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Bruce Springsteen's job in recent years seems to have consisted mainly of selling out stadiums and acting as the moral voice of the political left in US music. His work is frequently inflected with the political, even if there is none there, merely through a false perception and his own musical past (sometimes a love song is just a love song, and not some sort of clever political metaphor). What we're saying is that occasionally people will read too much into Springsteen's work.

Not this time, though... WRECKING BALL is probably the most explicitly political album of Springsteen's career and will do nothing to shed the burden of being the spokesperson for the working man.

Rebel rousing anthems abound on this flawed but enjoyable 17th Springsteen album. The intention of Wrecking Ball was to create a set of modern protest songs, and as a result you get a mixture of country/bluegrass and Irish folk alongside a couple of Bruce's own rebel-rock anthems. It lacks the cohesive rock edge that the E Street Band normally provide to proceedings, and instead it has more in common with Bruce's Seeger Sessions.

But that's not to say that the casual Bruce fan won't find something to enjoy. Land Of Hope And Dreams will probably already be well known to people who have seen Springsteen on the road in recent years, while opener 'We Take Care Of Our Own' and the title track are likely to become live favourites for years. Meanwhile, 'This Depression' and 'Rocky Ground' would have been at home on The Rising.

This was a crucial album for Springsteen. Not only was it his farewell to his late brother in arms, Clarence Clemons (who appears on two tracks), but in this time of major social upheaval it was important to his legions of devoted followers that he reminded them that they were not alone, that everyone was in the same boat and that if they all pulled together that change could happen. This was an album for the people that needed some reassurance that things would get better, even if everything did look pretty bleak right now.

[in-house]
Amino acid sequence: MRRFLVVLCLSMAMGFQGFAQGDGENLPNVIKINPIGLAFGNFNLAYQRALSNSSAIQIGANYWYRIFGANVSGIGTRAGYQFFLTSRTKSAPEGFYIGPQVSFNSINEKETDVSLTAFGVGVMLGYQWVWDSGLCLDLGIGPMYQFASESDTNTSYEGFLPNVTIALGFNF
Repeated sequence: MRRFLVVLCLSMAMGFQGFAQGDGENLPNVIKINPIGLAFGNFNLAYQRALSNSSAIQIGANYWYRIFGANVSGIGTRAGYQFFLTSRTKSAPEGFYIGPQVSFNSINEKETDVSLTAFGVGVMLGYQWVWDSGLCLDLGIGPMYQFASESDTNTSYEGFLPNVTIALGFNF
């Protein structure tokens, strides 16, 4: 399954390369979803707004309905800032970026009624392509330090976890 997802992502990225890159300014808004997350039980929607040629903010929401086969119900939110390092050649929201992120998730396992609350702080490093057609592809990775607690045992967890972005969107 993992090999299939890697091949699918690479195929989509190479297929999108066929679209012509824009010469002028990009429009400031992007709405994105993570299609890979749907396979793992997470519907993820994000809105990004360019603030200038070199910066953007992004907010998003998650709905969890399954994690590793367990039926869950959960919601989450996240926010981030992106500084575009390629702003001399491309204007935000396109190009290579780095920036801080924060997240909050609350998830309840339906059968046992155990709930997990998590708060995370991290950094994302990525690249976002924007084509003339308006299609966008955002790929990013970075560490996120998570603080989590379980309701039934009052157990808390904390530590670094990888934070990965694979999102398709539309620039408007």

It's an optimistic, bombastic, emotional and occasionally beautiful Bruce Springsteen record, and although it could be a couple of songs shorter and should have been sequenced a lot better, there is a lot to love about Wrecking Ball.

KEY TRACKS: We Take Care Of Our Own, Land Of Hope And Dreams, Wrecking Ball

1. We Take Care Of Our Own All songs by Bruce Springsteen 3:54
2. Easy Money
3. Shackled And Drawn
4. Jack Of All Trades
5. Death To My Hometown
6. This Depression
7. Wrecking Ball
8. You've Got It
9. Rocky Ground
10. Land Of Hope And Dreams
11. We Are Alive
12. Swallowed Up (In The Belly of The Whale)
13. American Land


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